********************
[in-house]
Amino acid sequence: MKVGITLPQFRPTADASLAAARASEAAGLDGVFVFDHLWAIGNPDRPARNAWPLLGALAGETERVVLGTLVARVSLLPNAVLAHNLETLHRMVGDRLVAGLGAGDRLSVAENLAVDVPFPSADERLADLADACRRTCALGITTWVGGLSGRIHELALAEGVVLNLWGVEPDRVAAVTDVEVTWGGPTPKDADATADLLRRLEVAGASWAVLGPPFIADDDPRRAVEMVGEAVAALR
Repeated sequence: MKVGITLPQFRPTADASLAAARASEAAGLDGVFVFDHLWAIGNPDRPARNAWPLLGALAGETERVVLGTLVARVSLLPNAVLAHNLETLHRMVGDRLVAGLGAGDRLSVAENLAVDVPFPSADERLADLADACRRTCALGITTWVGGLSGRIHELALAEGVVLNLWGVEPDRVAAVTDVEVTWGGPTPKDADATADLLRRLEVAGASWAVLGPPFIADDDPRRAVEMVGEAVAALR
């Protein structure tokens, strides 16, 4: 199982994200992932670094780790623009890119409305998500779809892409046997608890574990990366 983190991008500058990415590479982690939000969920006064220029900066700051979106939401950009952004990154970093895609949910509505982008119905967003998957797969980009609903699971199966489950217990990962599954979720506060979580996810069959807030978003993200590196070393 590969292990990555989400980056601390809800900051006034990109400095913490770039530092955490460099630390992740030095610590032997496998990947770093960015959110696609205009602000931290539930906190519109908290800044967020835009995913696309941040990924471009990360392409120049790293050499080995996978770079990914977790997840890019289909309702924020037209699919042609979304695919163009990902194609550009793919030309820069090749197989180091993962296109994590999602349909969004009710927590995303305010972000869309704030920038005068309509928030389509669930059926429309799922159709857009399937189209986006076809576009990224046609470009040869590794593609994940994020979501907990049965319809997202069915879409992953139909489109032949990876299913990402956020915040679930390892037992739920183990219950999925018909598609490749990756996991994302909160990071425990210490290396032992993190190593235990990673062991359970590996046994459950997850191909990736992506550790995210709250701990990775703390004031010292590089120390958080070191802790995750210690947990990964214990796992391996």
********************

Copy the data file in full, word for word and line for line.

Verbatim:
[in-house]
Amino acid sequence: MKVGITLPQFRPTADASLAAARASEAAGLDGVFVFDHLWAIGNPDRPARNAWPLLGALAGETERVVLGTLVARVSLLPNAVLAHNLETLHRMVGDRLVAGLGAGDRLSVAENLAVDVPFPSADERLADLADACRRTCALGITTWVGGLSGRIHELALAEGVVLNLWGVEPDRVAAVTDVEVTWGGPTPKDADATADLLRRLEVAGASWAVLGPPFIADDDPRRAVEMVGEAVAALR
Repeated sequence: MKVGITLPQFRPTADASLAAARASEAAGLDGVFVFDHLWAIGNPDRPARNAWPLLGALAGETERVVLGTLVARVSLLPNAVLAHNLETLHRMVGDRLVAGLGAGDRLSVAENLAVDVPFPSADERLADLADACRRTCALGITTWVGGLSGRIHELALAEGVVLNLWGVEPDRVAAVTDVEVTWGGPTPKDADATADLLRRLEVAGASWAVLGPPFIADDDPRRAVEMVGEAVAALR
């Protein structure tokens, strides 16, 4: 199982994200992932670094780790623009890119409305998500779809892409046997608890574990990366 983190991008500058990415590479982690939000969920006064220029900066700051979106939401950009952004990154970093895609949910509505982008119905967003998957797969980009609903699971199966489950217990990962599954979720506060979580996810069959807030978003993200590196070393 590969292990990555989400980056601390809800900051006034990109400095913490770039530092955490460099630390992740030095610590032997496998990947770093960015959110696609205009602000931290539930906190519109908290800044967020835009995913696309941040990924471009990360392409120049790293050499080995996978770079990914977790997840890019289909309702924020037209699919042609979304695919163009990902194609550009793919030309820069090749197989180091993962296109994590999602349909969004009710927590995303305010972000869309704030920038005068309509928030389509669930059926429309799922159709857009399937189209986006076809576009990224046609470009040869590794593609994940994020979501907990049965319809997202069915879409992953139909489109032949990876299913990402956020915040679930390892037992739920183990219950999925018909598609490749990756996991994302909160990071425990210490290396032992993190190593235990990673062991359970590996046994459950997850191909990736992506550790995210709250701990990775703390004031010292590089120390958080070191802790995750210690947990990964214990796992391996």